Both the landscape of Staten Island and the people who live there bear the scars of Hurricane Sandy, which battered the area with a 13-foot storm surge, destroying hundreds of homes and killing at least 23 residents.
Paul Hernandez, posing in front of the collapsed remains of his house, said he and other locals were angry with New York City officials for not doing more to protect their neighbourhood from the storm.
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"Many people who did not evacuate found themselves in what one resident described as a giant washing machine of homes, debris and wind-driven ocean."
As New York braced for the arrival of Hurricane Sandy, I was in California for a long-planned personal event. But I wasn’t about to miss what was shaping up to be a major story. I was determined to get back.
I found a United flight to Detroit that was still listed as “on-time.” How far a drive would that be to New York? 10 hours? Through a hurricane…? I’ll take it, I thought. Seven hours later I was on the ground in Michigan driving through the night towards New York as winds howled and Sandy was coming ashore. I made it back to a region knocked to its knees by this storm.
The next seven days were a blur of finding and photographing those who had been worst hit and hunting for gas to keep our vehicles going. I found myself mostly covering the stricken borough of Staten Island, where at least 23 people died.
As I met more people and was invited to photograph what was left of their homes, I became interested in just who they were. I began trying to use portraits to put a face on this tragedy as I moved through the area documenting the results of the storm surge.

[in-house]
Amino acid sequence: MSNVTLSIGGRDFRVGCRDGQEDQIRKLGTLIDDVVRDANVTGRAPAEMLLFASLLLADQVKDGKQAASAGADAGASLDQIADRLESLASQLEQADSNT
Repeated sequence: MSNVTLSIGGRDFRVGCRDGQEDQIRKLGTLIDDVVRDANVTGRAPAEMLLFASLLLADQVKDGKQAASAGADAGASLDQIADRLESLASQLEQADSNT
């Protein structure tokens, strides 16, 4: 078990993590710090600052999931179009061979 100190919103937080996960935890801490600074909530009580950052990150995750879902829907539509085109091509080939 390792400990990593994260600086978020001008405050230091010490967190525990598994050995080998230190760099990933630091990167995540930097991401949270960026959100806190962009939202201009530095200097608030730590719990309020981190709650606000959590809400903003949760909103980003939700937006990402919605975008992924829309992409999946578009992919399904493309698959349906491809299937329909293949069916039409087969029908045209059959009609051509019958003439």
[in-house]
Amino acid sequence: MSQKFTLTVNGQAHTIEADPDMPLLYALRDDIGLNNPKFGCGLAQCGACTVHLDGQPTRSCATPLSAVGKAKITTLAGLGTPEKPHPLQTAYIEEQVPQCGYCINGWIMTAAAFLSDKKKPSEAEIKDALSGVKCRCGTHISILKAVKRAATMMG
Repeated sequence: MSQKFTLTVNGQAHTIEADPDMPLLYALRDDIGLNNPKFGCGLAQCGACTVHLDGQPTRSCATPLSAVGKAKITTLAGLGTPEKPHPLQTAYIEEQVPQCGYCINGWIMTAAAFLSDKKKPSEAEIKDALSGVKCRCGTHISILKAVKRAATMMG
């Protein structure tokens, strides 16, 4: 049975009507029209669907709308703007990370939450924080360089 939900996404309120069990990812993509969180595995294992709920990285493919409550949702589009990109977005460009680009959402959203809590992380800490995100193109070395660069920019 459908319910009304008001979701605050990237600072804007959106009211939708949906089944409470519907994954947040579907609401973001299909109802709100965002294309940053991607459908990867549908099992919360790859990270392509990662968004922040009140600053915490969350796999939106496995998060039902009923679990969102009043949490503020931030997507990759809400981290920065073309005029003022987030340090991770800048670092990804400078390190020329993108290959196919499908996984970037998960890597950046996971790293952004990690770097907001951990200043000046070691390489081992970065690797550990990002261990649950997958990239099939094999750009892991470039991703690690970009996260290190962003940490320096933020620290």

I decided to ask all my subjects – I photographed more than 30 for the project – to look into the camera. I felt that a completed set of pictures along with a short written piece about each person could perhaps put more of a human face on the disaster.
From these interviews I learnt that many people who did not evacuate found themselves in what one resident described as a giant washing machine of homes, debris and wind-driven ocean.
I worked to document some of the amazing stories people told me of survival and loss. Take Lisa and Eddie Perez (same surname but no relation) from Oakwood. Both were swept away from their homes as they desperately tried to escape rushing waters at the height of the storm. The two eventually helped each other from the waters – which were above head height – into a tree, saving their lives.
Dominic and Sheila Traina of New Dorp Beach told me that the house where they had lived for 43 years and raised their four children was demolished to a pile of rubble.
Patrick Zoda of Midland Beach was one of the very first New York City fire fighters to enter the north tower of the World Trade Center after the 9/11 attacks, escaping just moments before its collapse. He found himself trapped inside his own home as Sandy struck. He told me floodwaters forced him to escape through an open front window as water poured into his house. The waters reached the ceiling and he was forced to wade and swim blocks inland before finding dry ground and safety.
I hope that with this set of portraits and their accompanying stories, readers will get a different perspective on the victims of devastation in Staten Island. This is just one of the thousands of communities throughout the region that will feel the effects of Sandy for years to come.